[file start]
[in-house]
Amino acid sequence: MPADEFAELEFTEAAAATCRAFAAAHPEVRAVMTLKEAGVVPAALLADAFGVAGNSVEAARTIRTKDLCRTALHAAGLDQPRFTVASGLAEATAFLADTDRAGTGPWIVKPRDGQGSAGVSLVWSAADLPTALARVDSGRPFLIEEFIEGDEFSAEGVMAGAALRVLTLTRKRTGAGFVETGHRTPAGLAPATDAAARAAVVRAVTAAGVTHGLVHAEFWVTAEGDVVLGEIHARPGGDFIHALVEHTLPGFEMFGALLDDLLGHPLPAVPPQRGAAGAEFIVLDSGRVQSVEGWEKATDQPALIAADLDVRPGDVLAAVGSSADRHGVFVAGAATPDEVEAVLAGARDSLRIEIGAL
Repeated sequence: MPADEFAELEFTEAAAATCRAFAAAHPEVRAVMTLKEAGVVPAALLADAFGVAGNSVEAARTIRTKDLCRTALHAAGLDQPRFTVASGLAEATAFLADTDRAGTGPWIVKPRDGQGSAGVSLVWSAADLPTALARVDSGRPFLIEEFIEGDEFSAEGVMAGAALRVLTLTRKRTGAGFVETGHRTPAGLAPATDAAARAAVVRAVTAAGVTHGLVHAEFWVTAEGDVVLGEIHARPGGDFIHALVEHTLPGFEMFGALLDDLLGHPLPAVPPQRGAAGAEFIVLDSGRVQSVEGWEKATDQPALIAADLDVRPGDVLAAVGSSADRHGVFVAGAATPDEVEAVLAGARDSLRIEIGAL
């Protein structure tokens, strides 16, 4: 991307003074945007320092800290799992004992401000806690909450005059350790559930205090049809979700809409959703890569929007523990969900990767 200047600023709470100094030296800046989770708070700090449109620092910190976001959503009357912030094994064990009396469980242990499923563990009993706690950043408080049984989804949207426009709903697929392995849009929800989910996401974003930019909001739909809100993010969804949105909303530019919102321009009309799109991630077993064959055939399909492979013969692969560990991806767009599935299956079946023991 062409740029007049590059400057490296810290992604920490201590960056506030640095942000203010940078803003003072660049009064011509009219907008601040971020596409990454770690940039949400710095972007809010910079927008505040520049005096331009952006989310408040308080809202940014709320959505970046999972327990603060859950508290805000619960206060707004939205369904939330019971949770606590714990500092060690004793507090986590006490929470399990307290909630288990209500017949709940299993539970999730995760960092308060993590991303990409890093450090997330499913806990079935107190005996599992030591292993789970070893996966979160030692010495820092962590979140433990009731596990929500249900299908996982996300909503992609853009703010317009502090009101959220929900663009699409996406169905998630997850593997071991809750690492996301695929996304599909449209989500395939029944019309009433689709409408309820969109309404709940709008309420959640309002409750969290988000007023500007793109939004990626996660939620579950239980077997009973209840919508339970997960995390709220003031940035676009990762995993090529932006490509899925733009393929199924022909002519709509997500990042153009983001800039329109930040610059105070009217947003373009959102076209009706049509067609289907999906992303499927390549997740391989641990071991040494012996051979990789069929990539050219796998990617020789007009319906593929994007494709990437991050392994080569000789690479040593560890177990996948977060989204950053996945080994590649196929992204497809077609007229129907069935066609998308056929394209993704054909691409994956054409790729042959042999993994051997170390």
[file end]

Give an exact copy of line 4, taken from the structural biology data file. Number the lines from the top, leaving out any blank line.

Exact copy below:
């Protein structure tokens, strides 16, 4: 991307003074945007320092800290799992004992401000806690909450005059350790559930205090049809979700809409959703890569929007523990969900990767 200047600023709470100094030296800046989770708070700090449109620092910190976001959503009357912030094994064990009396469980242990499923563990009993706690950043408080049984989804949207426009709903697929392995849009929800989910996401974003930019909001739909809100993010969804949105909303530019919102321009009309799109991630077993064959055939399909492979013969692969560990991806767009599935299956079946023991 062409740029007049590059400057490296810290992604920490201590960056506030640095942000203010940078803003003072660049009064011509009219907008601040971020596409990454770690940039949400710095972007809010910079927008505040520049005096331009952006989310408040308080809202940014709320959505970046999972327990603060859950508290805000619960206060707004939205369904939330019971949770606590714990500092060690004793507090986590006490929470399990307290909630288990209500017949709940299993539970999730995760960092308060993590991303990409890093450090997330499913806990079935107190005996599992030591292993789970070893996966979160030692010495820092962590979140433990009731596990929500249900299908996982996300909503992609853009703010317009502090009101959220929900663009699409996406169905998630997850593997071991809750690492996301695929996304599909449209989500395939029944019309009433689709409408309820969109309404709940709008309420959640309002409750969290988000007023500007793109939004990626996660939620579950239980077997009973209840919508339970997960995390709220003031940035676009990762995993090529932006490509899925733009393929199924022909002519709509997500990042153009983001800039329109930040610059105070009217947003373009959102076209009706049509067609289907999906992303499927390549997740391989641990071991040494012996051979990789069929990539050219796998990617020789007009319906593929994007494709990437991050392994080569000789690479040593560890177990996948977060989204950053996945080994590649196929992204497809077609007229129907069935066609998308056929394209993704054909691409994956054409790729042959042999993994051997170390």